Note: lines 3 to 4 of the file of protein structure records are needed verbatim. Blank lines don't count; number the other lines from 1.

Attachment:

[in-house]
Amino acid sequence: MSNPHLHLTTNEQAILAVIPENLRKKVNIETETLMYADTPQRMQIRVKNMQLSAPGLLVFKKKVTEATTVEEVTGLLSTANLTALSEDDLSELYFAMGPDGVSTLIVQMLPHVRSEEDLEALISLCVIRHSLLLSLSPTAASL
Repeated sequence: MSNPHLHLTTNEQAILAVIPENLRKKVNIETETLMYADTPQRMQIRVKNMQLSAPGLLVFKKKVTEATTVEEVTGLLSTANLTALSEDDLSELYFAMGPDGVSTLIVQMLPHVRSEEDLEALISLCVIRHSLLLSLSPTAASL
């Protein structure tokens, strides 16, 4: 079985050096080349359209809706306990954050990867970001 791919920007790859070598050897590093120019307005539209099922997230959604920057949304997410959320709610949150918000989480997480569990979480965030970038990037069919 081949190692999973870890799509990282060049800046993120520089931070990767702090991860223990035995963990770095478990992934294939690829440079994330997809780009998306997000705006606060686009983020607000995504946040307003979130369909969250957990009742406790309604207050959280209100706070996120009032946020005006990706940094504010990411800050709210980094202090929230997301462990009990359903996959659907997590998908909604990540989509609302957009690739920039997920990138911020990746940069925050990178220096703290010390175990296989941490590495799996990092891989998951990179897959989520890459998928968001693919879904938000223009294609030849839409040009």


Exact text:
Repeated sequence: MSNPHLHLTTNEQAILAVIPENLRKKVNIETETLMYADTPQRMQIRVKNMQLSAPGLLVFKKKVTEATTVEEVTGLLSTANLTALSEDDLSELYFAMGPDGVSTLIVQMLPHVRSEEDLEALISLCVIRHSLLLSLSPTAASL
């Protein structure tokens, strides 16, 4: 079985050096080349359209809706306990954050990867970001 791919920007790859070598050897590093120019307005539209099922997230959604920057949304997410959320709610949150918000989480997480569990979480965030970038990037069919 081949190692999973870890799509990282060049800046993120520089931070990767702090991860223990035995963990770095478990992934294939690829440079994330997809780009998306997000705006606060686009983020607000995504946040307003979130369909969250957990009742406790309604207050959280209100706070996120009032946020005006990706940094504010990411800050709210980094202090929230997301462990009990359903996959659907997590998908909604990540989509609302957009690739920039997920990138911020990746940069925050990178220096703290010390175990296989941490590495799996990092891989998951990179897959989520890459998928968001693919879904938000223009294609030849839409040009």